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Torch Ginger Alpinia purpurata Alpinia zerumbet Costus specious Pine Cone Ginger Cardamom

    The pictures on this page direct you to different gingers around Rio Dulce.

    First understand that edible ginger represents only a few of the nearly 1,300 species of plants in the Zingiberacea family. Most of the ones you will see here do not fall into that category. There are eight common kinds of gingers available in the marketplace today. These include Alpinias, Costus, Curcumas, Globbas, Hedychiums, Kaempferias, Siphonochilus and Zingibers. The plants in these groups range in size from ground cover to several feet tall, require shade to full sun, include those with large attractive flowers or small, discreet blooms.

    A little dietary info on ginger; Long used for its medicinal properties, ginger is also an effective diuretic (a substance that increases the elimination of urine). It improves gastric mobility (i.e. it pushes food and waste through the digestive system) and hinders the absorption of cholesterol. Although according to the Mayo Clinic, more study is needed, preliminary evidence suggests that this versatile spice helps to increase metabolism.

    To navigate this site you simply click on a picture to take you to more information on that specific ginger or just a better photo if I don't have more info.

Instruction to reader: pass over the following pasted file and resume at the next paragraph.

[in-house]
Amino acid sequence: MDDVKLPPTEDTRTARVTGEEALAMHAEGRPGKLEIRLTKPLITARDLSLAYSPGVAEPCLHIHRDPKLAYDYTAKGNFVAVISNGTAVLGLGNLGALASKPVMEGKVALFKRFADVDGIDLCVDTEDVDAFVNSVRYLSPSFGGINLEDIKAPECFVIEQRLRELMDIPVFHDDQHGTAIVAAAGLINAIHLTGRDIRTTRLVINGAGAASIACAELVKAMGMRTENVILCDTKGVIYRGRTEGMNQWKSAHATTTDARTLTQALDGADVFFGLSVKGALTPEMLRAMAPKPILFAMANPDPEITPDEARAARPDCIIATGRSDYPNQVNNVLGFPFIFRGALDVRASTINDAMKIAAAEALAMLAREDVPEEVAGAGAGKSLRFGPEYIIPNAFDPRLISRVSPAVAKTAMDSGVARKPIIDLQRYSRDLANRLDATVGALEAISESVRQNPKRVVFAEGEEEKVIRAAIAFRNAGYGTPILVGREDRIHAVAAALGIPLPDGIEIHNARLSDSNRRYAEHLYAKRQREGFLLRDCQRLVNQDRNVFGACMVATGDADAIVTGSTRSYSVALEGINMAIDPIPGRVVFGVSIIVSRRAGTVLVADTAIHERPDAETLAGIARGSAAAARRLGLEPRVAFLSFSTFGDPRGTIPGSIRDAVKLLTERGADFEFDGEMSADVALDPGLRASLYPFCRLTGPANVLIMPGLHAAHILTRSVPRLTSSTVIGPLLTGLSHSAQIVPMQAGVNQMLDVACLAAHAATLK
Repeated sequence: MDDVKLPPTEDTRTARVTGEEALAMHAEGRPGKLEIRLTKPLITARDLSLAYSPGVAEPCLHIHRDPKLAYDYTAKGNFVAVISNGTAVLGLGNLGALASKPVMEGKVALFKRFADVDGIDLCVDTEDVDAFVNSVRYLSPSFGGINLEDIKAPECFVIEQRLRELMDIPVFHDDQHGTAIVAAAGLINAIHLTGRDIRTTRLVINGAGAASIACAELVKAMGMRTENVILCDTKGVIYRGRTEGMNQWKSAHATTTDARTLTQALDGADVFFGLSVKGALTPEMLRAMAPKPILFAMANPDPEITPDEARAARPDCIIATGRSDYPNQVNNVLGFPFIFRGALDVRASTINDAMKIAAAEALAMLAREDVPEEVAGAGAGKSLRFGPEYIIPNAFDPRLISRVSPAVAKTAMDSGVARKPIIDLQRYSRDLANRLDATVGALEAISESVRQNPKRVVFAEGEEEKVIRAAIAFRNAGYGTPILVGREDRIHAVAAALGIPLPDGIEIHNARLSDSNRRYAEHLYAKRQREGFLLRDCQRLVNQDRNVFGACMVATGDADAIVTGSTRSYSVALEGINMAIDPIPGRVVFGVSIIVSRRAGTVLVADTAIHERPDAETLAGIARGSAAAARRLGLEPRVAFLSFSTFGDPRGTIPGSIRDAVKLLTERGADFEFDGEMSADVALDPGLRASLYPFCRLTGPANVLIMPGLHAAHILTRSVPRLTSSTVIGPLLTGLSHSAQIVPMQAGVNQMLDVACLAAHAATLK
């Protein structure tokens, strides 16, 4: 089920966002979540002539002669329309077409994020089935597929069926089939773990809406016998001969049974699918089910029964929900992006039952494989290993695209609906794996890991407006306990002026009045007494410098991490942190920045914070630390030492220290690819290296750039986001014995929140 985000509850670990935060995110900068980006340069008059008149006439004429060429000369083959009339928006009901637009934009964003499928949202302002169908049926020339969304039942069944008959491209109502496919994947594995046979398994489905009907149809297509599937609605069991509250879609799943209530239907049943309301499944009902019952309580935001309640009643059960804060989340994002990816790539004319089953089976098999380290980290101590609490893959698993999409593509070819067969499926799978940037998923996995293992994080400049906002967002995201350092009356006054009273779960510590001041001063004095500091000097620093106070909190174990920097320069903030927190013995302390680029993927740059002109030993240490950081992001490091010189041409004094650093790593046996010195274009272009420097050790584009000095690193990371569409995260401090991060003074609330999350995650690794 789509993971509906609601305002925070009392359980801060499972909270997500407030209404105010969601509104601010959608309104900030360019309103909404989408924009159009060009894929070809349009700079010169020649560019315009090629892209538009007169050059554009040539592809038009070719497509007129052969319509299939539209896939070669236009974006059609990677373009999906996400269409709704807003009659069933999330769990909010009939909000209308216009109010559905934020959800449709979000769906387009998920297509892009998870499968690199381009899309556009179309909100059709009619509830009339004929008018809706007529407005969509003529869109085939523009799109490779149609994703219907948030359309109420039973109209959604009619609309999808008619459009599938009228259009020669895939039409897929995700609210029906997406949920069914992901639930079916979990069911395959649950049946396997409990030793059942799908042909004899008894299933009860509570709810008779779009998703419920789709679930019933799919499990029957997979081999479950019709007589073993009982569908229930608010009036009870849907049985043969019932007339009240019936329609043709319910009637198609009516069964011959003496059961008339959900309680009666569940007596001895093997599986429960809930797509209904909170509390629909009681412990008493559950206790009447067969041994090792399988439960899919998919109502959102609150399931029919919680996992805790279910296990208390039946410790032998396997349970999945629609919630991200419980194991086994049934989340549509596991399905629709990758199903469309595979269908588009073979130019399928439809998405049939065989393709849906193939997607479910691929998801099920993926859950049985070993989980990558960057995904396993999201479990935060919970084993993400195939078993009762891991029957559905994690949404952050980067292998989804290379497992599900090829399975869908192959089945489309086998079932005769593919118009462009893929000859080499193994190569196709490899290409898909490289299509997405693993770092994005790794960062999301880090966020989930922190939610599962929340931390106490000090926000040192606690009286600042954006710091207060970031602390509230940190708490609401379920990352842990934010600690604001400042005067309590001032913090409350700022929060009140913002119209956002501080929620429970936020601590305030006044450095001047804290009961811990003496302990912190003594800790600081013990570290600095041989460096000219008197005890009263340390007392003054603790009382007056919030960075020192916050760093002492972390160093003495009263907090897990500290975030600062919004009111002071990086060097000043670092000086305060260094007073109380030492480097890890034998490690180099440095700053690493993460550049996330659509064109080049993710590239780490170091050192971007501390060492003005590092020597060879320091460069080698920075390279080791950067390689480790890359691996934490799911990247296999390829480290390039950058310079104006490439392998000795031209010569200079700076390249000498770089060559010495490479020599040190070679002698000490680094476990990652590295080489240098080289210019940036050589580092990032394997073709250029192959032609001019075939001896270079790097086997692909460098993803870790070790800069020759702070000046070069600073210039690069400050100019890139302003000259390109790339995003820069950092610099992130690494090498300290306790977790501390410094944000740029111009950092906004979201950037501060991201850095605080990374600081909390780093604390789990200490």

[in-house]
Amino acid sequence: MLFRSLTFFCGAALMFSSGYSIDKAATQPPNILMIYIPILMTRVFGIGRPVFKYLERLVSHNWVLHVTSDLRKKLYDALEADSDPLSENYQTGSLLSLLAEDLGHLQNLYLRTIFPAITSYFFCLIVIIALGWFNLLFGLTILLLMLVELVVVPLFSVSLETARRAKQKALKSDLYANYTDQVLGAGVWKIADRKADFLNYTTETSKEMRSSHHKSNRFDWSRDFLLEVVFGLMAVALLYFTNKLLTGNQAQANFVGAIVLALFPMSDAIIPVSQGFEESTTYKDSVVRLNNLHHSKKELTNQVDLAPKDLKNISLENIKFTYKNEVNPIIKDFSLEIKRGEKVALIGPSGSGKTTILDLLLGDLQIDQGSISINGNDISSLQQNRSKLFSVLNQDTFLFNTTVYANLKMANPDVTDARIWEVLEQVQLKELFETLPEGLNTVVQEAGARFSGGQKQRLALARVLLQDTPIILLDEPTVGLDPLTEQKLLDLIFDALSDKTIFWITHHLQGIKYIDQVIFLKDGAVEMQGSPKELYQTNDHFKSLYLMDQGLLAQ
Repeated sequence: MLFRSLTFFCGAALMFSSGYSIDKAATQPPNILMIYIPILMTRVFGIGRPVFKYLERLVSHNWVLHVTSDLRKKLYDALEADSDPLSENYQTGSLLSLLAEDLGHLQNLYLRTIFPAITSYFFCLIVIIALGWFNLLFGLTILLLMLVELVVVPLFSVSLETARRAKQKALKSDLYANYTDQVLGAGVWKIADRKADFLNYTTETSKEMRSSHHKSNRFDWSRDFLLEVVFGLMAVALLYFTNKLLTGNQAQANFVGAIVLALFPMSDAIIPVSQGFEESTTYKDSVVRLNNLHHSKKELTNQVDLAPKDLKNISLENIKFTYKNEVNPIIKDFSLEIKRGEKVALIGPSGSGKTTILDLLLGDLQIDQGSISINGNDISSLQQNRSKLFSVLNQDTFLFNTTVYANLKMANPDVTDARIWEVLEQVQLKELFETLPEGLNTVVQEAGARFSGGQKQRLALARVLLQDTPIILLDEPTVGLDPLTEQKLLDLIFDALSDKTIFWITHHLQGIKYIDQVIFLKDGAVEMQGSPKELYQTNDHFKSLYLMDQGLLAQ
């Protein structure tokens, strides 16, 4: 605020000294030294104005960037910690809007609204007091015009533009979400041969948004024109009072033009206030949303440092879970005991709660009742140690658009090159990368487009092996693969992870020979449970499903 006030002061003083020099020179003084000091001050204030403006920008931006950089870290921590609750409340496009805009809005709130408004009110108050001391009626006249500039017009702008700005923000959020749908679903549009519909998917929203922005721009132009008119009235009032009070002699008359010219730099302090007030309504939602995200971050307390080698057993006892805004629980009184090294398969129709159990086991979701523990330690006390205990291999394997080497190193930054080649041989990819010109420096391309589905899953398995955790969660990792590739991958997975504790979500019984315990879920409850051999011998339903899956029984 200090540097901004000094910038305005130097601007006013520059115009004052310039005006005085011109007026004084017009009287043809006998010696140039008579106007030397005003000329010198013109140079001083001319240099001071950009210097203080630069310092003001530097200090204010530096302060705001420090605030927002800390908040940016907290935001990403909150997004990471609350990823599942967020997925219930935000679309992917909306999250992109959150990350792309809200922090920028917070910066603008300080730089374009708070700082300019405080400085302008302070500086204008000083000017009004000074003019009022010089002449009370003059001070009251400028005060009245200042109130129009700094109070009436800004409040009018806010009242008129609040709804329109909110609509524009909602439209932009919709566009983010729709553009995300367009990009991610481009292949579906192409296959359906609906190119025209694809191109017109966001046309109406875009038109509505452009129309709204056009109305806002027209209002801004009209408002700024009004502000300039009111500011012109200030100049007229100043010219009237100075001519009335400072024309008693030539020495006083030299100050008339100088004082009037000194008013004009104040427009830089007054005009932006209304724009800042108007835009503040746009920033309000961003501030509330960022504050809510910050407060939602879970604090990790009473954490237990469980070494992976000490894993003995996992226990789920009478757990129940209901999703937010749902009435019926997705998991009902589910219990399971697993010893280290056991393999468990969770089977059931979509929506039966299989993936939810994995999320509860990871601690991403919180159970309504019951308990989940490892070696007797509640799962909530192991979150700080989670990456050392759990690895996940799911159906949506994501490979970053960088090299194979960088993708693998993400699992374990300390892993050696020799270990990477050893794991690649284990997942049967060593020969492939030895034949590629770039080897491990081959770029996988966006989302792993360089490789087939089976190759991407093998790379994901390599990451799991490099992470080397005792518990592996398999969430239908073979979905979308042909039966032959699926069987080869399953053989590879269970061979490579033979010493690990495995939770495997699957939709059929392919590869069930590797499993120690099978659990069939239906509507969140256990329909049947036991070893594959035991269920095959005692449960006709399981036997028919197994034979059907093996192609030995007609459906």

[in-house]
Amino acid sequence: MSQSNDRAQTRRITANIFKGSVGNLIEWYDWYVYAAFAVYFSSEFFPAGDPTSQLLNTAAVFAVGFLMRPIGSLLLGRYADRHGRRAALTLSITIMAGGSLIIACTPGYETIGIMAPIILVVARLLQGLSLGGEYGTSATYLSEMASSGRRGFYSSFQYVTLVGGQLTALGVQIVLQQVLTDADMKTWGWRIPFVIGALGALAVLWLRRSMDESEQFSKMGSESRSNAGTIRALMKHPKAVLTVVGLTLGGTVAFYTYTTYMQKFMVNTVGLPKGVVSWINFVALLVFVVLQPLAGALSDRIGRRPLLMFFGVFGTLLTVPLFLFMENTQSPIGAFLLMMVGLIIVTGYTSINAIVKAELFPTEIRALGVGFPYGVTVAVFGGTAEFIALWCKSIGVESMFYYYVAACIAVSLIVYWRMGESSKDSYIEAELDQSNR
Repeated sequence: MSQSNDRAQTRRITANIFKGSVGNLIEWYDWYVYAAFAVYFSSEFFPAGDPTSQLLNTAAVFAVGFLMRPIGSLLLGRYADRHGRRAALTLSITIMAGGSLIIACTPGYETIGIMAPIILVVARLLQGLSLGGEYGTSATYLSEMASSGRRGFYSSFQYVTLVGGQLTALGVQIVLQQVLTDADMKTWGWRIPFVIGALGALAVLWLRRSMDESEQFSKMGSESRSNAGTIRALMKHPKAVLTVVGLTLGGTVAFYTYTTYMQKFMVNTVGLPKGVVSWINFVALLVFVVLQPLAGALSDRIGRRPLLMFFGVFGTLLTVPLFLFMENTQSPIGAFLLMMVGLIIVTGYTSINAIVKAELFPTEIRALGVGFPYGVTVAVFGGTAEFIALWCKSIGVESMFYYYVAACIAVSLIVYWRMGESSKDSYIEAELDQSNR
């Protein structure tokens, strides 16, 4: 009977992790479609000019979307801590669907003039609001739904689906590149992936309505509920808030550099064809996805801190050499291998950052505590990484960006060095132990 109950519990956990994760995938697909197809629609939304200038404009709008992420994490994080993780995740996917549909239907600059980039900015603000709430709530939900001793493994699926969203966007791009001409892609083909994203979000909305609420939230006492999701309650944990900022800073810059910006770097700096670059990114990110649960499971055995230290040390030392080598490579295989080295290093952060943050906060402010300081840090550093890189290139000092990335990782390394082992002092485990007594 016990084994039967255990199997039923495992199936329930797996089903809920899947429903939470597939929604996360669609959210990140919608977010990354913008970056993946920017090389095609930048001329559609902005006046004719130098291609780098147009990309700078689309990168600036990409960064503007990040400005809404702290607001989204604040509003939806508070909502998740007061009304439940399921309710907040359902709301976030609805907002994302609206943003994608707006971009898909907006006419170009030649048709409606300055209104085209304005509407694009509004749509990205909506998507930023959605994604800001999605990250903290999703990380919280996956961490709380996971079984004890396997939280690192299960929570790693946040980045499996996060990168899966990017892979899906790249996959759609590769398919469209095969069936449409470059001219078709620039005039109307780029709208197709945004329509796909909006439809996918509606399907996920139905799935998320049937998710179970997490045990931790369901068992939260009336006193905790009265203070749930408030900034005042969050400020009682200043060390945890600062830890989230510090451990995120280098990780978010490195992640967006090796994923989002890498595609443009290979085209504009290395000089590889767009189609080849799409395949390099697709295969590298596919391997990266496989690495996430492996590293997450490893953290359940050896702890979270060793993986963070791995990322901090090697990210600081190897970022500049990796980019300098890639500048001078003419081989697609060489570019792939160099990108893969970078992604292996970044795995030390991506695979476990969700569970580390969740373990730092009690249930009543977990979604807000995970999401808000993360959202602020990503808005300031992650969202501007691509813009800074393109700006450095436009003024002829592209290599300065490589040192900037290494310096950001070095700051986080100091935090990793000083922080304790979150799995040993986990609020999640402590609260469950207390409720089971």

Cardemom Ginger

    (Elettaria cardamomum)
    Guatemala has become the world's largest producer and exporter of cardamom. Guatemala's cardamom production sets the prices in the global market. Guatemala is the world's biggest producer and exporter of cardamom. When the production of Cardamom decreases in Guatemala, the prices on the international markets go up.

    Costus Ginger

    Also known as Canhuate or Crepe Ginger grows in a spiral with leaves on the outside up to 6 feet tall in full sun producing terminal red cones with sporadic white crepe blooms. This is also used as a medicinal plant, see canahuate.

    pinecone photo

    Pine Cone Ginger

    (Zingiber zerumbet)
    Pine cone ginger grows about 6 to 7 feet tall and have beautiful pine-cone like flowers. Imagine that!

    Alpinia purpurata

    Red Ginger

    (Alpinia purpurata)
    Red ginger has beautiful glossy green leaves and inflorescences with solid red bracts that are commonly used as cut flowers. The true flowers are small and white that protrude from the red bracts.

    Alpinia zerumbet

    Shell Ginger

    (Alpinia zerumbet)
    It gets its common name from the blooms that resemble a strand of soft pink shells with a darker pink tip.

    Torch Ginger

    (Etilingera elatior)
    The "Torch ginger" or "Wax flower" is believed native to Sulawesi and Jawa, Indonesia. The inflorescence rises from the rhizome to a height of 24 inches (60 meters). The individual flowers will appear from between the pinecone-like scales above the waxy bracts. The leaves grow in ranks from separate stalks along the rhisome. The leafy stalks are evergreen and get 15 to 20 feet tall (4.5 to 6 meters). In Indonesia the stems are chopped and added to laksa pots where various curries and soups are made with rice noodles.

    pinecone photo

    Turmeric Ginger

    (Curcuma longa)
    It is native to tropical South Asia and I have no idea how it got here yet. Real nice plants that grow 3 to 4 feet tall.

    pinecone photo

    White Butterfly Ginger

    (Hedychium coronarium)
    A beautiful scented flower that blooms from July to October.